The Physiology Program
The Department of Physiology and Biophysics is primarily a basic research department and offers graduate studies leading to the Ph.D. degree and a M.S. ion Biomedical Sciences (Physiology & Biophysics Track). The department's faculty has a broad spectrum of interests, with a major emphasis on understanding the mechanisms of regulation of cellular function in mammalian systems.
There are four main research areas in the department:
- Hormonal regulation of cell function and metabolism
- Intercellular and intracellular signaling mechanisms
- Biophysical studies of membranes
- Cellular electrophysiology and neurobiology.
Our department strives to offer a broad spectrum of experimental approaches and a wide range of research interests, including membrane biophysics, cardiac physiology, membrane transport and the molecular physiology of hormone action and enzyme regulation. Thus for example, individuals who are interested in ion channels would be able to avail themselves of expertise in protein chemistry and DNA/RNA recombinant technology. And, for those students interested in the control of important membrane-bound regulatory enzymes (adenylate cyclase, phospholipase C), the presence of a strong biophysical component in the department is a great advantage. The synergistic interaction of the various interest areas makes the department equal to more than the sum of its individual parts.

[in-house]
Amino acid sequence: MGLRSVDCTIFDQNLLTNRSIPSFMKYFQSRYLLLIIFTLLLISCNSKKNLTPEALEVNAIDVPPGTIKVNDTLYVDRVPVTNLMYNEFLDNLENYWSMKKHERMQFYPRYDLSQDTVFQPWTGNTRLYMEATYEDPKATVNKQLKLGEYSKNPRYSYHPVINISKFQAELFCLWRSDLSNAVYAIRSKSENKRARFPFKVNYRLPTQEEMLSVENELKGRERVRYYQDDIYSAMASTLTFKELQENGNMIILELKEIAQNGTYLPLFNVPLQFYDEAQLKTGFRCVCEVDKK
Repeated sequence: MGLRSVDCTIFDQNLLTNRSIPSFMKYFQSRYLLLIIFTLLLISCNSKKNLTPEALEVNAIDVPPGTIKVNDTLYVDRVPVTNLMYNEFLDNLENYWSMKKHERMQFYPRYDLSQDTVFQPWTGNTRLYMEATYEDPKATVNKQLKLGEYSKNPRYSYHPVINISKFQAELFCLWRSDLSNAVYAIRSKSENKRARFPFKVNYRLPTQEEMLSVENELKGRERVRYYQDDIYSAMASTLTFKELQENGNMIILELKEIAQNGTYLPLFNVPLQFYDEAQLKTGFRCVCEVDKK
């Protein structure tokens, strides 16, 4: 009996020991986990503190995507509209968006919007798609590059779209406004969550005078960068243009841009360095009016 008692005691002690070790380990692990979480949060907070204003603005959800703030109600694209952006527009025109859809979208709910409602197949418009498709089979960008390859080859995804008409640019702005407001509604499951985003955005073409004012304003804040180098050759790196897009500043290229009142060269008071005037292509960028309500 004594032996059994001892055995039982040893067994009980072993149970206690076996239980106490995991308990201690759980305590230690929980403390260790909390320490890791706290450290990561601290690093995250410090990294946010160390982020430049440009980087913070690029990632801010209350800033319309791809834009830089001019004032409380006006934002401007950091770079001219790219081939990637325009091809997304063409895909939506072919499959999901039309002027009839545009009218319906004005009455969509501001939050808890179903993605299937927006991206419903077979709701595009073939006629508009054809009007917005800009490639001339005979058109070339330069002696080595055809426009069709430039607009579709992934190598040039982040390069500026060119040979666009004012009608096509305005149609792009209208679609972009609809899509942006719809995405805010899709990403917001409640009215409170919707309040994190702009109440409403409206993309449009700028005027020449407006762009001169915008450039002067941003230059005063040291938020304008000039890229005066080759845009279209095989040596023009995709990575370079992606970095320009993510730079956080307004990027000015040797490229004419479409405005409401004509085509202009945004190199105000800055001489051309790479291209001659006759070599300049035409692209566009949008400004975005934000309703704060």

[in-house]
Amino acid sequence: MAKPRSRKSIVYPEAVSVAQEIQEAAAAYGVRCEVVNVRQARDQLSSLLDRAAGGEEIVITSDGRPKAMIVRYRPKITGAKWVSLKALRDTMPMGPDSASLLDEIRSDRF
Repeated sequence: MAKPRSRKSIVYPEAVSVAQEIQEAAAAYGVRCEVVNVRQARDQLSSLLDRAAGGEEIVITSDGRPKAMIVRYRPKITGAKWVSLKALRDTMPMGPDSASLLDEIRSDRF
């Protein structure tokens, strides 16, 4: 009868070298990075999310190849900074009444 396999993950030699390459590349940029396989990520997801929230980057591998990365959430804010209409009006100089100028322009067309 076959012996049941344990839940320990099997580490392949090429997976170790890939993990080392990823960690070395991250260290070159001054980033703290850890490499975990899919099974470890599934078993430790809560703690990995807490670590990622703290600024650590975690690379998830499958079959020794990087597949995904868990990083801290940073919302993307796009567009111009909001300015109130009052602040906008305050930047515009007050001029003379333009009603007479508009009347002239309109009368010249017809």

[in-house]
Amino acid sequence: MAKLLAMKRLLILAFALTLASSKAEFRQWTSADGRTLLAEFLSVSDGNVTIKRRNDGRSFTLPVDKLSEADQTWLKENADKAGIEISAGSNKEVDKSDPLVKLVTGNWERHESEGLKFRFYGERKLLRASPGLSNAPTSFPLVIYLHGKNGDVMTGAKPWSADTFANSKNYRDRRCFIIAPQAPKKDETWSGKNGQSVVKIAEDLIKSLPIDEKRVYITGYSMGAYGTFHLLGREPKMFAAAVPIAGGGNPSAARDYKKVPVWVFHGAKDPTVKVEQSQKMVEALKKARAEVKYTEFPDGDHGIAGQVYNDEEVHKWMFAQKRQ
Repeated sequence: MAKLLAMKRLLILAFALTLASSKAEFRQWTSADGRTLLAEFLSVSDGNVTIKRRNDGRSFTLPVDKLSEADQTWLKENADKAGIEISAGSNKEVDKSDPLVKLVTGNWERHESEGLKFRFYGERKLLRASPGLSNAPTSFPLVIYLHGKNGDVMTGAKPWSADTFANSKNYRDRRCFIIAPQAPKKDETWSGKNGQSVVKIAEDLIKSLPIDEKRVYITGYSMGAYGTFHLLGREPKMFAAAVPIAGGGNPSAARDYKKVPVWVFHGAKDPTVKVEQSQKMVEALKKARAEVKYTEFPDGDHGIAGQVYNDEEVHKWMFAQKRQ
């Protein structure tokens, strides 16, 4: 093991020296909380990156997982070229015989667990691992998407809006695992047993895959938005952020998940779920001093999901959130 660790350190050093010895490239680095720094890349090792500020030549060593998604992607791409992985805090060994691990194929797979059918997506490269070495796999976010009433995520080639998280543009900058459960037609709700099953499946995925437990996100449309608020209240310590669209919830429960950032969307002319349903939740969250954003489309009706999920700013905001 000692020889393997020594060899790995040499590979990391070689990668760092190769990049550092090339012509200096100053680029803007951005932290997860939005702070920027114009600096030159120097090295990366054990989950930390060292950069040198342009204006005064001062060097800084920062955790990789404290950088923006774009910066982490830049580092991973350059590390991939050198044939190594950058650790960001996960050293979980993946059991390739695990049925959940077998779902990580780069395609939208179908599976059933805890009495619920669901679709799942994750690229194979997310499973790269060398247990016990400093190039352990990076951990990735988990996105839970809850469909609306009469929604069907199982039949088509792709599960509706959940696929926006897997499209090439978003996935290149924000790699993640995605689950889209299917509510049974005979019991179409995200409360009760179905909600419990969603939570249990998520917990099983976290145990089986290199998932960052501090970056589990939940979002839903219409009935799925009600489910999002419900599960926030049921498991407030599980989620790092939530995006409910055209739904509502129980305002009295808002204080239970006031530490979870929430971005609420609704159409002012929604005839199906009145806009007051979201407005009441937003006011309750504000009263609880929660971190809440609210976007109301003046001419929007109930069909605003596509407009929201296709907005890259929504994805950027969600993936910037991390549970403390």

Some department faculty members are associated with a Health Sciences Center Diabetes and Metabolism Center and others participate in a University-wide Biophysics Program. Most faculty have collaborative arrangements with other basic science and clinical departments. Through joint faculty appointments, students have access to the unique facilities of Brookhaven National Laboratory and Cold Spring Harbor Laboratory, renown research institutions located near Stony Brook.
Goals of the Program
The diverse nature of the department's research provides a unique environment for graduate study. The overall goal of our program is to prepare students to investigate complex physiological and biophysical problems that often bridge traditional academic boundaries. This requires sound training in a broad range of biological disciplines, plus experience in using the latest techniques in biochemistry, molecular biology, physics, applied mathematics, and computing.